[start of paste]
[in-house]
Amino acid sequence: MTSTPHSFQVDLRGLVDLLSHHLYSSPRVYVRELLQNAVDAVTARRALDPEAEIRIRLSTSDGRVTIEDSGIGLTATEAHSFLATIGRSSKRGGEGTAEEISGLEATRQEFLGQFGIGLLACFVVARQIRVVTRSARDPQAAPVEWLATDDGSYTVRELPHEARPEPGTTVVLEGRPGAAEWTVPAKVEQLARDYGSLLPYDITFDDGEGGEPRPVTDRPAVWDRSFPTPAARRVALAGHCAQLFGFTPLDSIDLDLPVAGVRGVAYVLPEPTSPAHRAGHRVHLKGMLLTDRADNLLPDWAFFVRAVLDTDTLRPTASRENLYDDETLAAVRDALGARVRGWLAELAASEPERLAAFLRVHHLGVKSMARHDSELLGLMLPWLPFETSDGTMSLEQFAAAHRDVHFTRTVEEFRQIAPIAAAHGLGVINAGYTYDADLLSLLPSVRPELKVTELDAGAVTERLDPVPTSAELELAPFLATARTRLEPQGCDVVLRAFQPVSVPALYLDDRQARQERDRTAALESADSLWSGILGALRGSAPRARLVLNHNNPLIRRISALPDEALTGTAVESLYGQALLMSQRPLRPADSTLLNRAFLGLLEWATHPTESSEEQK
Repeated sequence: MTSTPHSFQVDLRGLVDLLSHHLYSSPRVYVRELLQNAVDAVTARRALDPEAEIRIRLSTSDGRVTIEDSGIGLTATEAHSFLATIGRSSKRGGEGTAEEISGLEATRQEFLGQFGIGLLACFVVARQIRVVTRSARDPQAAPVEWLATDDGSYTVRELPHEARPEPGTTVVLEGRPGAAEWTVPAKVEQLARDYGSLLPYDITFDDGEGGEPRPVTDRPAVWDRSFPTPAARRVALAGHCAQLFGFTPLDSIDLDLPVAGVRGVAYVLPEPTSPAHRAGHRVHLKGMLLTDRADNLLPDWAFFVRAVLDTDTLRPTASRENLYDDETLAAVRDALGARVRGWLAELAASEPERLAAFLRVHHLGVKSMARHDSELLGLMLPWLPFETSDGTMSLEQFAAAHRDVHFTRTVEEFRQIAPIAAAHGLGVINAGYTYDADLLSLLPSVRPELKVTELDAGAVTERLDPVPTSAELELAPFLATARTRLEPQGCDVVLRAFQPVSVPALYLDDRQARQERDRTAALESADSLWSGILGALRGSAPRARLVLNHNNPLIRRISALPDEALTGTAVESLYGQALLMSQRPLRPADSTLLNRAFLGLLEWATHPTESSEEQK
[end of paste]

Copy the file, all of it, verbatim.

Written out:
[in-house]
Amino acid sequence: MTSTPHSFQVDLRGLVDLLSHHLYSSPRVYVRELLQNAVDAVTARRALDPEAEIRIRLSTSDGRVTIEDSGIGLTATEAHSFLATIGRSSKRGGEGTAEEISGLEATRQEFLGQFGIGLLACFVVARQIRVVTRSARDPQAAPVEWLATDDGSYTVRELPHEARPEPGTTVVLEGRPGAAEWTVPAKVEQLARDYGSLLPYDITFDDGEGGEPRPVTDRPAVWDRSFPTPAARRVALAGHCAQLFGFTPLDSIDLDLPVAGVRGVAYVLPEPTSPAHRAGHRVHLKGMLLTDRADNLLPDWAFFVRAVLDTDTLRPTASRENLYDDETLAAVRDALGARVRGWLAELAASEPERLAAFLRVHHLGVKSMARHDSELLGLMLPWLPFETSDGTMSLEQFAAAHRDVHFTRTVEEFRQIAPIAAAHGLGVINAGYTYDADLLSLLPSVRPELKVTELDAGAVTERLDPVPTSAELELAPFLATARTRLEPQGCDVVLRAFQPVSVPALYLDDRQARQERDRTAALESADSLWSGILGALRGSAPRARLVLNHNNPLIRRISALPDEALTGTAVESLYGQALLMSQRPLRPADSTLLNRAFLGLLEWATHPTESSEEQK
Repeated sequence: MTSTPHSFQVDLRGLVDLLSHHLYSSPRVYVRELLQNAVDAVTARRALDPEAEIRIRLSTSDGRVTIEDSGIGLTATEAHSFLATIGRSSKRGGEGTAEEISGLEATRQEFLGQFGIGLLACFVVARQIRVVTRSARDPQAAPVEWLATDDGSYTVRELPHEARPEPGTTVVLEGRPGAAEWTVPAKVEQLARDYGSLLPYDITFDDGEGGEPRPVTDRPAVWDRSFPTPAARRVALAGHCAQLFGFTPLDSIDLDLPVAGVRGVAYVLPEPTSPAHRAGHRVHLKGMLLTDRADNLLPDWAFFVRAVLDTDTLRPTASRENLYDDETLAAVRDALGARVRGWLAELAASEPERLAAFLRVHHLGVKSMARHDSELLGLMLPWLPFETSDGTMSLEQFAAAHRDVHFTRTVEEFRQIAPIAAAHGLGVINAGYTYDADLLSLLPSVRPELKVTELDAGAVTERLDPVPTSAELELAPFLATARTRLEPQGCDVVLRAFQPVSVPALYLDDRQARQERDRTAALESADSLWSGILGALRGSAPRARLVLNHNNPLIRRISALPDEALTGTAVESLYGQALLMSQRPLRPADSTLLNRAFLGLLEWATHPTESSEEQK